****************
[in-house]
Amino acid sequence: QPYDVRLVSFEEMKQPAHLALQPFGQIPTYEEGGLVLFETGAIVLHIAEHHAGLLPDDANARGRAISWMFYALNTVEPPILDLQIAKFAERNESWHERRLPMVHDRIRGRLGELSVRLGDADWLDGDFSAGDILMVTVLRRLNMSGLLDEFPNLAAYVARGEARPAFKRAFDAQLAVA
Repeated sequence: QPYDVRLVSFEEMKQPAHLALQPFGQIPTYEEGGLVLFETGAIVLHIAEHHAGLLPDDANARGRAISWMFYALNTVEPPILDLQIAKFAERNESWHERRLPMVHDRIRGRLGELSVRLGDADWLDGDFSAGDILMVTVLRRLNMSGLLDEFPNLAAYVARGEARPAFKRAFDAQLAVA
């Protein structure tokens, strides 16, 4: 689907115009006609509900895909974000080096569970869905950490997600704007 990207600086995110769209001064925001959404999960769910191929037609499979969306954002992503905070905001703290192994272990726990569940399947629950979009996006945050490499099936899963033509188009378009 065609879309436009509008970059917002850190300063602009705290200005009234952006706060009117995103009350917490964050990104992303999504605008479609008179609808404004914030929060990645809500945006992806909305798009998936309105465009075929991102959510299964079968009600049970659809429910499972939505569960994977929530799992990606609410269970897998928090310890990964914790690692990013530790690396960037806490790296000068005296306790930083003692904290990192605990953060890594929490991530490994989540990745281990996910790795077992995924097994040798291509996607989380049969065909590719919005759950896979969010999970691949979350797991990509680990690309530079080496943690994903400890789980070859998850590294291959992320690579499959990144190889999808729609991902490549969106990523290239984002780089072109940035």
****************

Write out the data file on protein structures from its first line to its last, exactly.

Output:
[in-house]
Amino acid sequence: QPYDVRLVSFEEMKQPAHLALQPFGQIPTYEEGGLVLFETGAIVLHIAEHHAGLLPDDANARGRAISWMFYALNTVEPPILDLQIAKFAERNESWHERRLPMVHDRIRGRLGELSVRLGDADWLDGDFSAGDILMVTVLRRLNMSGLLDEFPNLAAYVARGEARPAFKRAFDAQLAVA
Repeated sequence: QPYDVRLVSFEEMKQPAHLALQPFGQIPTYEEGGLVLFETGAIVLHIAEHHAGLLPDDANARGRAISWMFYALNTVEPPILDLQIAKFAERNESWHERRLPMVHDRIRGRLGELSVRLGDADWLDGDFSAGDILMVTVLRRLNMSGLLDEFPNLAAYVARGEARPAFKRAFDAQLAVA
């Protein structure tokens, strides 16, 4: 689907115009006609509900895909974000080096569970869905950490997600704007 990207600086995110769209001064925001959404999960769910191929037609499979969306954002992503905070905001703290192994272990726990569940399947629950979009996006945050490499099936899963033509188009378009 065609879309436009509008970059917002850190300063602009705290200005009234952006706060009117995103009350917490964050990104992303999504605008479609008179609808404004914030929060990645809500945006992806909305798009998936309105465009075929991102959510299964079968009600049970659809429910499972939505569960994977929530799992990606609410269970897998928090310890990964914790690692990013530790690396960037806490790296000068005296306790930083003692904290990192605990953060890594929490991530490994989540990745281990996910790795077992995924097994040798291509996607989380049969065909590719919005759950896979969010999970691949979350797991990509680990690309530079080496943690994903400890789980070859998850590294291959992320690579499959990144190889999808729609991902490549969106990523290239984002780089072109940035």